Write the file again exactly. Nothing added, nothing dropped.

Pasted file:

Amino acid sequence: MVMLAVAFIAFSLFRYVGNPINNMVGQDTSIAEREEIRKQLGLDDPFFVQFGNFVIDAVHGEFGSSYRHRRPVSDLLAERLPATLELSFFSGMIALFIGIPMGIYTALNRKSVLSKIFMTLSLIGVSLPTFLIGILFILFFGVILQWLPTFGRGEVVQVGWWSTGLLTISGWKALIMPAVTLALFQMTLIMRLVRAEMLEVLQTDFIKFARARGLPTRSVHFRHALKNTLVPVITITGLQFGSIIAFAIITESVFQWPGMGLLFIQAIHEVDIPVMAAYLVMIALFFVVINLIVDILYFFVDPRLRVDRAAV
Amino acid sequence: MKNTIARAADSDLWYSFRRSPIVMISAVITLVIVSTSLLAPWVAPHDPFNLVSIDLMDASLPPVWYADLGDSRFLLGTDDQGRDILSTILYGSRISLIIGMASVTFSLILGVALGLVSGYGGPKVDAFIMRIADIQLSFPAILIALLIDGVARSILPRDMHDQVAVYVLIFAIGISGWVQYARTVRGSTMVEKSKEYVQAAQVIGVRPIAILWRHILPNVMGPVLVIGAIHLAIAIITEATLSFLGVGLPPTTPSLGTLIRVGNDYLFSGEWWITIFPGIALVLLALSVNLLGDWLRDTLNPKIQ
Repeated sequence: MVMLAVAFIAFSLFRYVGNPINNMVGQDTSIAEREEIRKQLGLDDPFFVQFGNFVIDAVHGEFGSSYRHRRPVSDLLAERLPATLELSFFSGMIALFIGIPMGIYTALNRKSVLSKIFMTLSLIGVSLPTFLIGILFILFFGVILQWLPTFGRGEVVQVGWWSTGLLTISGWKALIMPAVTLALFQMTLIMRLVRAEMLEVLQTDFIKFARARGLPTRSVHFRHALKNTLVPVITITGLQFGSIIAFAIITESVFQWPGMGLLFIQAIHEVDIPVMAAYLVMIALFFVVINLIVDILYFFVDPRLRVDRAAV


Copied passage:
Amino acid sequence: MVMLAVAFIAFSLFRYVGNPINNMVGQDTSIAEREEIRKQLGLDDPFFVQFGNFVIDAVHGEFGSSYRHRRPVSDLLAERLPATLELSFFSGMIALFIGIPMGIYTALNRKSVLSKIFMTLSLIGVSLPTFLIGILFILFFGVILQWLPTFGRGEVVQVGWWSTGLLTISGWKALIMPAVTLALFQMTLIMRLVRAEMLEVLQTDFIKFARARGLPTRSVHFRHALKNTLVPVITITGLQFGSIIAFAIITESVFQWPGMGLLFIQAIHEVDIPVMAAYLVMIALFFVVINLIVDILYFFVDPRLRVDRAAV
Amino acid sequence: MKNTIARAADSDLWYSFRRSPIVMISAVITLVIVSTSLLAPWVAPHDPFNLVSIDLMDASLPPVWYADLGDSRFLLGTDDQGRDILSTILYGSRISLIIGMASVTFSLILGVALGLVSGYGGPKVDAFIMRIADIQLSFPAILIALLIDGVARSILPRDMHDQVAVYVLIFAIGISGWVQYARTVRGSTMVEKSKEYVQAAQVIGVRPIAILWRHILPNVMGPVLVIGAIHLAIAIITEATLSFLGVGLPPTTPSLGTLIRVGNDYLFSGEWWITIFPGIALVLLALSVNLLGDWLRDTLNPKIQ
Repeated sequence: MVMLAVAFIAFSLFRYVGNPINNMVGQDTSIAEREEIRKQLGLDDPFFVQFGNFVIDAVHGEFGSSYRHRRPVSDLLAERLPATLELSFFSGMIALFIGIPMGIYTALNRKSVLSKIFMTLSLIGVSLPTFLIGILFILFFGVILQWLPTFGRGEVVQVGWWSTGLLTISGWKALIMPAVTLALFQMTLIMRLVRAEMLEVLQTDFIKFARARGLPTRSVHFRHALKNTLVPVITITGLQFGSIIAFAIITESVFQWPGMGLLFIQAIHEVDIPVMAAYLVMIALFFVVINLIVDILYFFVDPRLRVDRAAV